The Tampa Bay Lightning's suspension of unhappy left wing Jonathan Drouin has observers wondering about the effect this will have upon his trade value. Prior to suspending the 20-year-old over his refusal to play in the AHL until his trade request is honored, between 12 to 15 clubs reportedly had varying degrees of interest in the youngster.
Drouin's agent Allan Walsh claims the Lightning informed them a trade was close to completion, prompting their request that he no longer participate in AHL games to avoid injury. According to The Tampa Tribune's Erik Erlendsson, that drew an icy denial from GM Steve Yzerman. “We never said that there was a pending deal or a deal close,” said Yzerman.
The Lightning GM still claims trading Drouin is a priority, but it doesn't put additional pressure upon him to get a deal done. Yzerman didn't rule out a reconciliation, but that appears remote right now.
Staging a holdout is the only card the Drouin camp has to play. He's in the midst of an entry-level contract through 2016-17. However, his actions could hurt his trade value, raising questions about his character.
PENGUINS SHOULD CONSIDER KESSEL MOVE
Right wing Phil Kessel isn't having the positive offensive impact the Pittsburgh Penguins envisioned when they acquired him last summer from the Toronto Maple Leafs. A five-time 30-goal scorer, the 28-year-old is on pace this season for around 25 goals and 50 points.
SI.com's Allan Muir notes Penguins GM Jim Rutherford's recent dealing of left wing David Perron to the Anaheim Ducks for Carl Hagelin was essentially his admission that acquiring Perron a year ago was a mistake. Muir suggests Rutherford should do the same with Kessel, pointing to clubs like the Montreal Canadiens and Minnesota Wild are in need of scoring punch.
Easier said than done. Kessel's contract is a significant stumbling block. Even with the Leafs picking up $1.2 million of his $8-million annual cap hit, the Penguins are still carrying $6.8 million. That's not easy to move during the season.
Factor in Kessel's offensive difficulties this season and his reputation (deserved or not) as a lazy, one-dimensional player, and trading him becomes more difficult. For better or worse, Kessel and the Penguins appear stuck with each other for the remainder of this season.
ERIKSSON PRICING HIMSELF OUT OF BOSTON?
In the coming weeks, Boston Bruins right wing Loui Eriksson could garner considerable attention in the rumor mill. TSN's Darren Dreger reports the Bruins opened preliminary contract talks with the 30-year-old, who's eligible for unrestricted free agency in July.
Completing a six-year, $25.5-million contract, Eriksson is enjoying his best season in years. He's within range of 30 goals and 70 points, becoming an invaluable two-way player for the Bruins in their quest to nail down a playoff berth in the Eastern Conference.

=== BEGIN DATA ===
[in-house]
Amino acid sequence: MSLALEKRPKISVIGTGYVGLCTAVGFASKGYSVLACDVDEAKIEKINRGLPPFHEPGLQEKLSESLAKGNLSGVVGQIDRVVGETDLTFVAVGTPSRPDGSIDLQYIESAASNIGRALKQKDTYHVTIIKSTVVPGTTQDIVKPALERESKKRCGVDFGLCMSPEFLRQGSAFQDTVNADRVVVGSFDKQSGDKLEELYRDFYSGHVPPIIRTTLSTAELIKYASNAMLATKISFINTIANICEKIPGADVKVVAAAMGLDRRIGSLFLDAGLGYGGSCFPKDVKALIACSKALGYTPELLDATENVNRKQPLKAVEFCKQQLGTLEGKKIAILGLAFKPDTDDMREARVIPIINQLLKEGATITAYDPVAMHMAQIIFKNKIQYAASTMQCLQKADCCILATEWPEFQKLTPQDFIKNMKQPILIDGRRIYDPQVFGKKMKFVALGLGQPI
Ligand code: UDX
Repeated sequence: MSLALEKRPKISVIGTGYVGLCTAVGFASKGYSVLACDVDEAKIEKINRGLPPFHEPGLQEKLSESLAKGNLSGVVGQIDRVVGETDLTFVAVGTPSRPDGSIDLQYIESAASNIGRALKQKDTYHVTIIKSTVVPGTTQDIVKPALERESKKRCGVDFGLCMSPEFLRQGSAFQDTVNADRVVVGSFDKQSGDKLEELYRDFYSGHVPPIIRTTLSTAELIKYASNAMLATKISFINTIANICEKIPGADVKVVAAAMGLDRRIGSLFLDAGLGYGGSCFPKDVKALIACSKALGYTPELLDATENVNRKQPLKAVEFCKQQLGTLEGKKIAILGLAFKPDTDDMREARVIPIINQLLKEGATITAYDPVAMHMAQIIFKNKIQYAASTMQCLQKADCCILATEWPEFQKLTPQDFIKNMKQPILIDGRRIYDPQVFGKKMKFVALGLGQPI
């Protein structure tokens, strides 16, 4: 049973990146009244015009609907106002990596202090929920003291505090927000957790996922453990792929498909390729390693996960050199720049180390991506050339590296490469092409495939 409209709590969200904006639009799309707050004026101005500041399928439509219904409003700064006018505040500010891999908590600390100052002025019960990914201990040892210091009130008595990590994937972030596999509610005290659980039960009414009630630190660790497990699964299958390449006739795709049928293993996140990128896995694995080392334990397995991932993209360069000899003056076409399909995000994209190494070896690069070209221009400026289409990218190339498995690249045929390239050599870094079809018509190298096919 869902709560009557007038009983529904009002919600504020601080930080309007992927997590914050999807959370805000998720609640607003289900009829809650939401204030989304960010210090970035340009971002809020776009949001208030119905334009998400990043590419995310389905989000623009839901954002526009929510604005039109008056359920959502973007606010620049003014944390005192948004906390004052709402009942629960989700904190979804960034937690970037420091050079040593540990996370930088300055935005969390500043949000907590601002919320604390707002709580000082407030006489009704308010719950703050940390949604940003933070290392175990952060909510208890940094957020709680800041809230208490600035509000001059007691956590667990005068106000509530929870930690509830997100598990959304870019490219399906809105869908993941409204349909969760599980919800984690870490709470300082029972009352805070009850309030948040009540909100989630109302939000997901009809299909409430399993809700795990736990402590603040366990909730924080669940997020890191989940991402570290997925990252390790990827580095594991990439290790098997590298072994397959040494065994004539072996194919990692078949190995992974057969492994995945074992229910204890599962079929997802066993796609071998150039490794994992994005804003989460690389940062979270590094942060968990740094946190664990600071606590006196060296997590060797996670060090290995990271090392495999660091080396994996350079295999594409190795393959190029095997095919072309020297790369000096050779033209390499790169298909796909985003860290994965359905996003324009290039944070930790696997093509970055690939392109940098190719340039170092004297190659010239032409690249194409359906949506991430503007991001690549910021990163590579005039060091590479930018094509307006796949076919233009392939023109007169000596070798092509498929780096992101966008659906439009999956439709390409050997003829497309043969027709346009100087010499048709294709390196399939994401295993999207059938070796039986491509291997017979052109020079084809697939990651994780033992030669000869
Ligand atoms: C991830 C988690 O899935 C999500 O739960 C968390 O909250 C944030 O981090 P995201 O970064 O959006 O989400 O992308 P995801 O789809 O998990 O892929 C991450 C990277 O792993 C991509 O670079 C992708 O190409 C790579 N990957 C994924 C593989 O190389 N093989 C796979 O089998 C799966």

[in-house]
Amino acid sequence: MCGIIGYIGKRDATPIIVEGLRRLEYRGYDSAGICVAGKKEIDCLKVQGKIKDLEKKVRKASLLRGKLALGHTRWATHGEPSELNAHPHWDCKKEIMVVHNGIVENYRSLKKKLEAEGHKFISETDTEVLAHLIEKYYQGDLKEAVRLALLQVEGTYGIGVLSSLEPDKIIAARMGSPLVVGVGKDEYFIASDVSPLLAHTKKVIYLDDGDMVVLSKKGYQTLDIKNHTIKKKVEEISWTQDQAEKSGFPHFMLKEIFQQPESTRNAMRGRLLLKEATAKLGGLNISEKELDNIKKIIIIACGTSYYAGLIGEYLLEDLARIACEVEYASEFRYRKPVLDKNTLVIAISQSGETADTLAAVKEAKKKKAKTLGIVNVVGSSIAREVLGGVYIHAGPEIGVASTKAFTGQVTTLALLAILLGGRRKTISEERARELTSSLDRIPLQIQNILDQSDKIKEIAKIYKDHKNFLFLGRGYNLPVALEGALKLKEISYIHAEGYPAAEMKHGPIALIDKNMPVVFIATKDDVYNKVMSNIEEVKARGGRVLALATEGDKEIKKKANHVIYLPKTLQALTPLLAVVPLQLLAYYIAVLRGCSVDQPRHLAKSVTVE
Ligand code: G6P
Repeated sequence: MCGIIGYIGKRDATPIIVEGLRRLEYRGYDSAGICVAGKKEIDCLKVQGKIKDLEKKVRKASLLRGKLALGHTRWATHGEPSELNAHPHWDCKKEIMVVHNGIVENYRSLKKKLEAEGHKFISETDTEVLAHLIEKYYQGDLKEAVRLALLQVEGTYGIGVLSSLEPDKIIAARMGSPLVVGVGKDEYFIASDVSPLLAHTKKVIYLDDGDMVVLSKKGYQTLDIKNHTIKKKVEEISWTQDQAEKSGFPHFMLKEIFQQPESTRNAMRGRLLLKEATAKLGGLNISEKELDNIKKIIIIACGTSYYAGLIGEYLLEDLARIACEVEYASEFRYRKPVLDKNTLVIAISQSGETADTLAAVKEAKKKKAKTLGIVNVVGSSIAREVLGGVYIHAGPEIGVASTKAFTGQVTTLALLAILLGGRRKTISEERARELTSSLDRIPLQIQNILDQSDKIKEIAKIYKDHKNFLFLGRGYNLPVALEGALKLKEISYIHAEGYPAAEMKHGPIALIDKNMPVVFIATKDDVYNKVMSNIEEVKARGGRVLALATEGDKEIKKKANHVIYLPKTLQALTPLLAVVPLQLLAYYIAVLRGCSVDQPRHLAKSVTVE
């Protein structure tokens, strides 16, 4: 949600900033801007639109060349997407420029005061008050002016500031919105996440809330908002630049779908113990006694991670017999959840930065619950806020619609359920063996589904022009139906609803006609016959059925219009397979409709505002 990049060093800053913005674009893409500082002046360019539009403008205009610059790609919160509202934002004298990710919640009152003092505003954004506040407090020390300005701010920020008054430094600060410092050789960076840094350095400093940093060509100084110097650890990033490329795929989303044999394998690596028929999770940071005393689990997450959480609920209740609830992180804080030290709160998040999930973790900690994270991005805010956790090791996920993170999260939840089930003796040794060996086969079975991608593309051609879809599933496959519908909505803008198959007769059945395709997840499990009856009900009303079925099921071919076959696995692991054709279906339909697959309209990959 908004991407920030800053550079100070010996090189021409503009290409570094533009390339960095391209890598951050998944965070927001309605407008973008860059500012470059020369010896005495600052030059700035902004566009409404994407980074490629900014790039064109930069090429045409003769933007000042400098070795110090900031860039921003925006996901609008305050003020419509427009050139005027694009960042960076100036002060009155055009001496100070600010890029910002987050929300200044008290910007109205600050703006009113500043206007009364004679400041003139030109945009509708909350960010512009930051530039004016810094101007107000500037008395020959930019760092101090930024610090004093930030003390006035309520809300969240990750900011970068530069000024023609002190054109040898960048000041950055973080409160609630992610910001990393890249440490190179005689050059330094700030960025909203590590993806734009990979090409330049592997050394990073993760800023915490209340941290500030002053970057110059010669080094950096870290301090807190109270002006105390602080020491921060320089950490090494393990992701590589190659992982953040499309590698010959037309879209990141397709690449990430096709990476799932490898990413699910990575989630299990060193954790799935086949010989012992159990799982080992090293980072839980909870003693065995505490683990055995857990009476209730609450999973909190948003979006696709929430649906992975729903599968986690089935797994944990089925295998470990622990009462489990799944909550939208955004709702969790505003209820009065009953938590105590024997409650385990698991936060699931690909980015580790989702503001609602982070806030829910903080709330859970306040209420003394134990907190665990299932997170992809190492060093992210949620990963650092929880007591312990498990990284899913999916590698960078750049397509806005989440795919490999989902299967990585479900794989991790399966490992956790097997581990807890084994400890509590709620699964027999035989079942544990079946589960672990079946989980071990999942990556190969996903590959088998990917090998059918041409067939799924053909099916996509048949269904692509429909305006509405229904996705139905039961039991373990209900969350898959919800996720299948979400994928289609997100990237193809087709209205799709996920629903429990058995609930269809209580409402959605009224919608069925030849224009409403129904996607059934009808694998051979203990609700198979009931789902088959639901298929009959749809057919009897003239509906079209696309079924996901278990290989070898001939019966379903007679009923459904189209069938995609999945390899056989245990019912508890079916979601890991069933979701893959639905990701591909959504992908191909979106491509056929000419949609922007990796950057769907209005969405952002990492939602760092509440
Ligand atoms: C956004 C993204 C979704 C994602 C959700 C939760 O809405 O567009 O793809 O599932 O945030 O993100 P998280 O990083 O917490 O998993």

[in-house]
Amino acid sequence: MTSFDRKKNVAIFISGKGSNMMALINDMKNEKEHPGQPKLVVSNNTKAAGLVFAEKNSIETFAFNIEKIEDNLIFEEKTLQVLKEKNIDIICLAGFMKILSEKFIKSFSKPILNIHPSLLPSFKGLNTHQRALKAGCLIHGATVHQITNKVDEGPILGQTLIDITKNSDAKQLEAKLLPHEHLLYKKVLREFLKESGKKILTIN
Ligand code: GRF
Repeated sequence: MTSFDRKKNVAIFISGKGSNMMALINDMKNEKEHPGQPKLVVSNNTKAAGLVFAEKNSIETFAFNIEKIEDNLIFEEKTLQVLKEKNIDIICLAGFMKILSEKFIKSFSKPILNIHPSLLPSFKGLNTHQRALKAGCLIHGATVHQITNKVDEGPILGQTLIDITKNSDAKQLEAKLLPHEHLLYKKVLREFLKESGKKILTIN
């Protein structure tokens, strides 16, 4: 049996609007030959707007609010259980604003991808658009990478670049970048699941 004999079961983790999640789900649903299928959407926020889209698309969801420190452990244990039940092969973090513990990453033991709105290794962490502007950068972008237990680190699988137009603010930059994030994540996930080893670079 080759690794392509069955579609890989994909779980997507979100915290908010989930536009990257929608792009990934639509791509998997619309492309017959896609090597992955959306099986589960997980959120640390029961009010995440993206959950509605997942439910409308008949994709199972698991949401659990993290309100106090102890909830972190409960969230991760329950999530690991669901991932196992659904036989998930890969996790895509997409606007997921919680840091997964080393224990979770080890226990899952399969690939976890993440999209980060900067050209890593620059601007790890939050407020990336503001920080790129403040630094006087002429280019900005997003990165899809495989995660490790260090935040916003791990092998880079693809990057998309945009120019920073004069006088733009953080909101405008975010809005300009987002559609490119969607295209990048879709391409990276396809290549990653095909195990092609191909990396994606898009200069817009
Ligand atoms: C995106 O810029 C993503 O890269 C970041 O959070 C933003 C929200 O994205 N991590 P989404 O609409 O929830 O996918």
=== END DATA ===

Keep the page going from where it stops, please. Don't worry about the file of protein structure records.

Eriksson's asking price, however, could determine if he has a long-term future in Boston. Dreger speculates his camp could seek a five-to-six year deal around $6 million annually.
CSNNE.com's Joe Haggerty believes that could be too expensive for the Bruins, suggesting they could peddle him for a defenseman like St. Louis' Kevin Shattenkirk. Dreger thinks the Nashville Predators could be a destination.
DUCKS STILL LOOKING TO ADD
Anaheim Ducks GM Bob Murray continues to tinker with his roster. Earlier this month, he swapped Hagelin to the Penguins for Perron and minor-league defenseman Adam Clendening. On Thursday, Murray shipped struggling young winger Jiri Sekac to the Chicago Blackhawks for rugged forward Ryan Garbutt.
Neither of those moves, however, suitably address the Ducks' anemic offense. Hagelin and Perron had basically the same stats before their trade. Garbutt provides grit but isn't much of a scorer.
Before the Sekac-for-Garbutt swap, Sportsnet's Elliotte Friedman noted the Ducks were in the market for young forwards and could draw upon their blueline depth as trade bait. With Simon Despres and Cam Fowler expected to return to the lineup soon, and young Shea Theodore proving he belongs in the NHL, the Ducks are overloaded with young defensemen.
For weeks, there's been considerable speculation suggesting Murray could move a young d-man or two for a proven top-six scorer. If the Ducks fail to gain ground in the Western Conference playoff chase, he could pull the trigger for either a rental player or a longer-term acquisition before the trade deadline.
Rumor Roundup appears regularly only on thehockeynews.com. Lyle Richardson has been an NHL commentator since 1998 on his website, spectorshockey.net, and is a contributing writer for Eishockey News and The Guardian (P.E.I.)
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